Jesus taught us that all the Law and the Prophets (a phrase representing the Old Testament, but ostensibly, all of Scripture itself) hinges upon the law of love—to love God with our whole selves, and to love our neighbor as ourselves. It doesn’t take a rocket scientist to see which of the consequences of being wrong has more love involved, even if the overall position taken is wrong.

I wonder… Would a just God—a righteous judge—not consider the circumstances surrounding a person’s being wrong before pronouncing judgment? Would He condemn a poor father who did not give any offerings because he bought food with his money and fed his starving children? Would He condemn a person for divorcing a physically abusive spouse, even though no such exception to marriage’s lifelong intent is made in Scripture?

Would He condemn people for studying Scripture with an open mind and heart, for praying and laboring over their sexuality, and yet coming to the wrong conclusion concerning what the Bible teaches? Would He condemn them even though they were sincere, not seeking to twist God’s word, but simply got it wrong?

Sweet Jesus, if He didn’t condemn His disciples for breaking the Sabbath by picking corn simply because they were hungry (Matt. 12:1-7), surely that proves that the circumstances always matter to God, not simply whether we were right or wrong. Is it any wonder that the letter of the law kills, while the spirit/intent gives life? (Ro. 7:6; 2Co. 3:6)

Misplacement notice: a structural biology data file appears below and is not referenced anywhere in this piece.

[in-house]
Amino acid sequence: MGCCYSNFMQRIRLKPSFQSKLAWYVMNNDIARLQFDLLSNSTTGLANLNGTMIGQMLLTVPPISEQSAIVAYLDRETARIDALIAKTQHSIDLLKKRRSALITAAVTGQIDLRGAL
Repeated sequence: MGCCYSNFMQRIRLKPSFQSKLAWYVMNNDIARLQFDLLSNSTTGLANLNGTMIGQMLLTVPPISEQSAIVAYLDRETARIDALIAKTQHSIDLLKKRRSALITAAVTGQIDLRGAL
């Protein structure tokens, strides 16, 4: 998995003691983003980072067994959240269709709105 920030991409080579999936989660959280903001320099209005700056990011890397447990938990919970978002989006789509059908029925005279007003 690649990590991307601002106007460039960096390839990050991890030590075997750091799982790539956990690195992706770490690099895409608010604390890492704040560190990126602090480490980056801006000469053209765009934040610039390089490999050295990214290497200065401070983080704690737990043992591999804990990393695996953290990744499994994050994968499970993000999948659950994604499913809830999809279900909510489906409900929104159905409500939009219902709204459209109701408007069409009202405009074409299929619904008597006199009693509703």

If being right were a prerequisite for going to Heaven, who among the entire Christian community would enter in? The very fact that we have innumerable denominations proves that few, if any, will live up to that standard. This being the case, surely a merciful and understanding God considers the sincerity of the journey more important than how close to the finish line we concluded the race. Isn’t that what Paul referred to when saying that although he knew he hadn’t arrived, he was committed to pressing forward, i.e. to giving it all he had? In the end, isn’t the best we can do all that we can do?